Invitation to a Stomping

On the low-end neck-breaking circuit, only God and America are bigger than bull riding. Just barely.

"You lost a spur," Morrison calls to him from the rail above the chute.

"I was having fun out there," Walters says as he strides off. On the way, Keighley stops him, puts a hand on his shoulder, and bows his head for a second. Walters gets all the way back to his gear before he notices a foot-long rip in his jeans, from mid-zipper down his right thigh. He looks up from the tear and, with brown eyes bulging, smiles and says, "Looks like it got hairy out there." The only other physical evidence of his hang-up is a bloody scuff on his upper right thigh, just below his belt.

Later, Walters says he was just trying to keep his feet under him while the bullfighters did their thing. "I've seen guys just lay down out there, you know, and just get stomped all to hell," he says. This is the second time he's been hung up, actually, so he knows the drill. The first was also the first time his now-wife saw him ride. He explained to her afterward that will retire by 30. He has about a year left at the University of West Alabama, studying history, before he gets his teaching certificate. He figures that, after seven years of riding, seven more will be plenty. He doesn't want to wind up one of those ghosts who hang around until they need a crutch.

Stephen Keighley assumes the role of minister among the riders, who pray through injuries and the inevitable disappointments.
Stephen Keighley assumes the role of minister among the riders, who pray through injuries and the inevitable disappointments.

"There's some really good guys in bull riding, and there's some really smart guys. Most of the guys here have been to college," he says later as he makes his way out of the arena into a fine February drizzle. "But the only downside to bull riders: They don't never think past what they're doing now. You can't do this forever. All these guys think they're made of steel. They ain't.

"You look for some kind of faith there. It's not strength or balance — I'm a goofy son of a bitch; I can't walk a straight line. What it is, is mental. If you think you can't ride a bull, you can't ride it. But when you think you've got somebody like God helping you, that gives you that little extra edge. It makes you think somebody's there for you."

And it came to pass on the third day, when they were sore, that the bull riders began to move with a difficulty reserved for those who have been bounced on the backs of a beast's spine and horns with only denim and paisley boxer shorts to protect them. With the adrenaline worn off, Walters is walking like a man three times his age. McIntyre approaches Hendrix to bum some Ace tape to secure a middle fingernail that looks ready to flake away. Of the 40 riders, only a dozen remained on their bulls long enough on Friday to score, and only 14 on Saturday. Only four riders — Morrison, Carter, Werner, and Mosley — have achieved the feat both days. Only Carter finished in the money on Saturday, though, leaving the competition, as they say, wide open.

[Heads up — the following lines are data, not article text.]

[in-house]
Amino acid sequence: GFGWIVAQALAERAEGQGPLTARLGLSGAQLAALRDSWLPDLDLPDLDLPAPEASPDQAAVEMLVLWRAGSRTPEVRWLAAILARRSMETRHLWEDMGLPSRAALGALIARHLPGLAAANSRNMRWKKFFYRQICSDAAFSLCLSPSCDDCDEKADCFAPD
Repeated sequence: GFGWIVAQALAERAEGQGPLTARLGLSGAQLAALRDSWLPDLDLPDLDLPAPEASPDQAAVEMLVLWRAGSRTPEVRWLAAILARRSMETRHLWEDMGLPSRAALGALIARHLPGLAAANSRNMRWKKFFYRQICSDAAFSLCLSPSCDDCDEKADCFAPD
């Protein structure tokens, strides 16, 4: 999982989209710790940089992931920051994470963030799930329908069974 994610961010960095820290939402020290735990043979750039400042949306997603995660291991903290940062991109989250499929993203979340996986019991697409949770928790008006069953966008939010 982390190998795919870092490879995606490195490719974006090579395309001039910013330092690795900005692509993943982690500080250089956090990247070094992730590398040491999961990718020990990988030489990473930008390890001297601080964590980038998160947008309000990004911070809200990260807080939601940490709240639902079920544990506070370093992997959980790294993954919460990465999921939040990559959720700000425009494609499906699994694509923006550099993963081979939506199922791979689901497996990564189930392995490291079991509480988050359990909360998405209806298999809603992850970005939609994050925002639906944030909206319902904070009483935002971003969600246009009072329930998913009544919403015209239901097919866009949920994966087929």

A few minutes before the riding begins, Christian Werner, Dylan's father, gathers the riders to a semi-secluded strip of hall near the men's room. Two dozen cowboys kneel, sit, and squat between the dressing rooms and the stage entrance.

"We're going to do a quick devotion here," Christian says. "It won' t take long." He proceeds to read a portion of Psalms 28 that begins: "The Lord is my strength, and my impenetrable shield..." Dylan stands behind his dad, leaning against a wall. Morrison sits holding a bottle of water. Mosley crouches near the water fountains, fiddling with the tape around his right wrist and fingers. All look to the floor.

"The Lord is the fortress of salvation," Christian concludes. Then he turns to Walters, across the hallway. "Last night, you got hung up. And you walked away. How many angels' hands slipped in between you and those horns?"

Walters and the other cowboys nod.

"I didn't see it, but I felt like I heard about it forever, just everybody yelling, 'You've got to get to him,'" Keighley says. "That was a blessing. That was straight from Christ... That was Christ, guys. That's all him."

"Hands on him the whole time," Christian Werner says, and noises of assent echo in the confines of the hallway.

Keighley asks whether anyone has any prayer requests, and a call comes: "Safe ride home." The kneeling Keighley casts ahead to thank the Lord so much for sending his son and asking him to keep them all safe. The growing group of cowboys sends up a chorus of "amens" before turning and bursting through the double doors back to the penned bulls and the tobacco-stained sand and the blaring country music and the struggle of man against beast, a spectacle as old as history.

"All right, guys," Christian Werner says as the young men exit. "You help each other out, now."

For the first half of the competition, it's all anyone can do to help himself. As the session's midpoint approaches, no rider has clung to his animal long enough to score. Not only that, three days of bumps and dings were starting to turn the cast into the walking wounded. Paul Hayzlett misses what could have been a decapitation when his animal's hooves swing over his head; with the bull corralled, he staggers off holding his right groin muscles, a cross dangling from his neck as he doubles over. He limps to the paramedics for a cold pack, then to his suitcase, where he slides his jeans down, wraps the pack under his sport-bandaged thigh, and lies in the sand. As he does this, Ryan Rippo is thrown from his bull, landing for a tense second underneath its pitching belly before managing to scramble to safety.

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